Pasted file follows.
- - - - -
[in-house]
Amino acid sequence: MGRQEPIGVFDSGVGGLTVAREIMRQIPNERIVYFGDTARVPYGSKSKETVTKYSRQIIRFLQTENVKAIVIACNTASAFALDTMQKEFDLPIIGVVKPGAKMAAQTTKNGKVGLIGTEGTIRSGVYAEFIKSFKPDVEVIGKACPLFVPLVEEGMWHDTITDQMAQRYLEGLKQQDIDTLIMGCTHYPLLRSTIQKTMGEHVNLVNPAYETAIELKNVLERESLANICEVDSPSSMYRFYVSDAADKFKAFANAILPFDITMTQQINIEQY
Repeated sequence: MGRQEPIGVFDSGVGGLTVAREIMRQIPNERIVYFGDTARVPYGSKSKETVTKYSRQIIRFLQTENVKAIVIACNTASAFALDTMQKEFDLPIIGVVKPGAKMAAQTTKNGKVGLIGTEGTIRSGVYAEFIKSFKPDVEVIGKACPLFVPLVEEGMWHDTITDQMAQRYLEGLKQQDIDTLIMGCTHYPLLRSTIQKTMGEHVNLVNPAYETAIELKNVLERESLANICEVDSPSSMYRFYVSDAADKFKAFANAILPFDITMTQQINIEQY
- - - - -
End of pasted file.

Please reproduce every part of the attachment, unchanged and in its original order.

[in-house]
Amino acid sequence: MGRQEPIGVFDSGVGGLTVAREIMRQIPNERIVYFGDTARVPYGSKSKETVTKYSRQIIRFLQTENVKAIVIACNTASAFALDTMQKEFDLPIIGVVKPGAKMAAQTTKNGKVGLIGTEGTIRSGVYAEFIKSFKPDVEVIGKACPLFVPLVEEGMWHDTITDQMAQRYLEGLKQQDIDTLIMGCTHYPLLRSTIQKTMGEHVNLVNPAYETAIELKNVLERESLANICEVDSPSSMYRFYVSDAADKFKAFANAILPFDITMTQQINIEQY
Repeated sequence: MGRQEPIGVFDSGVGGLTVAREIMRQIPNERIVYFGDTARVPYGSKSKETVTKYSRQIIRFLQTENVKAIVIACNTASAFALDTMQKEFDLPIIGVVKPGAKMAAQTTKNGKVGLIGTEGTIRSGVYAEFIKSFKPDVEVIGKACPLFVPLVEEGMWHDTITDQMAQRYLEGLKQQDIDTLIMGCTHYPLLRSTIQKTMGEHVNLVNPAYETAIELKNVLERESLANICEVDSPSSMYRFYVSDAADKFKAFANAILPFDITMTQQINIEQY